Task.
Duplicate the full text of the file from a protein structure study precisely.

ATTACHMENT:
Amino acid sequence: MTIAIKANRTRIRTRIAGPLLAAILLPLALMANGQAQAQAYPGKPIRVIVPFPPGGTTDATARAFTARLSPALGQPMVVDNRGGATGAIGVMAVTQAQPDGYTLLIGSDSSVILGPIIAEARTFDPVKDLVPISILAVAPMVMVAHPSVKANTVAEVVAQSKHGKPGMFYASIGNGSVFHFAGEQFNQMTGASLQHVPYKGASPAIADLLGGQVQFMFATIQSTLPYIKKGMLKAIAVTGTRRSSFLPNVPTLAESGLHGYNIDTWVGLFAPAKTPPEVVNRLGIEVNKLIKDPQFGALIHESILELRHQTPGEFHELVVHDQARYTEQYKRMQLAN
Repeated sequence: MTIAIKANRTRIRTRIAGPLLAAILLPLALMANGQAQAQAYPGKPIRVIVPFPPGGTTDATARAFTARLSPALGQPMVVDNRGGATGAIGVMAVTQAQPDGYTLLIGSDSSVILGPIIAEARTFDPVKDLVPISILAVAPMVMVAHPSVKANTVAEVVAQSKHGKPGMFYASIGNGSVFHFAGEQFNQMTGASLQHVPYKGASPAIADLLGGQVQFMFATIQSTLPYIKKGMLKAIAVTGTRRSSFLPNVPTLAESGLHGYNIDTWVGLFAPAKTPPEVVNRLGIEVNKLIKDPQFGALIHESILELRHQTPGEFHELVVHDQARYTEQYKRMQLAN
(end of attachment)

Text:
Amino acid sequence: MTIAIKANRTRIRTRIAGPLLAAILLPLALMANGQAQAQAYPGKPIRVIVPFPPGGTTDATARAFTARLSPALGQPMVVDNRGGATGAIGVMAVTQAQPDGYTLLIGSDSSVILGPIIAEARTFDPVKDLVPISILAVAPMVMVAHPSVKANTVAEVVAQSKHGKPGMFYASIGNGSVFHFAGEQFNQMTGASLQHVPYKGASPAIADLLGGQVQFMFATIQSTLPYIKKGMLKAIAVTGTRRSSFLPNVPTLAESGLHGYNIDTWVGLFAPAKTPPEVVNRLGIEVNKLIKDPQFGALIHESILELRHQTPGEFHELVVHDQARYTEQYKRMQLAN
Repeated sequence: MTIAIKANRTRIRTRIAGPLLAAILLPLALMANGQAQAQAYPGKPIRVIVPFPPGGTTDATARAFTARLSPALGQPMVVDNRGGATGAIGVMAVTQAQPDGYTLLIGSDSSVILGPIIAEARTFDPVKDLVPISILAVAPMVMVAHPSVKANTVAEVVAQSKHGKPGMFYASIGNGSVFHFAGEQFNQMTGASLQHVPYKGASPAIADLLGGQVQFMFATIQSTLPYIKKGMLKAIAVTGTRRSSFLPNVPTLAESGLHGYNIDTWVGLFAPAKTPPEVVNRLGIEVNKLIKDPQFGALIHESILELRHQTPGEFHELVVHDQARYTEQYKRMQLAN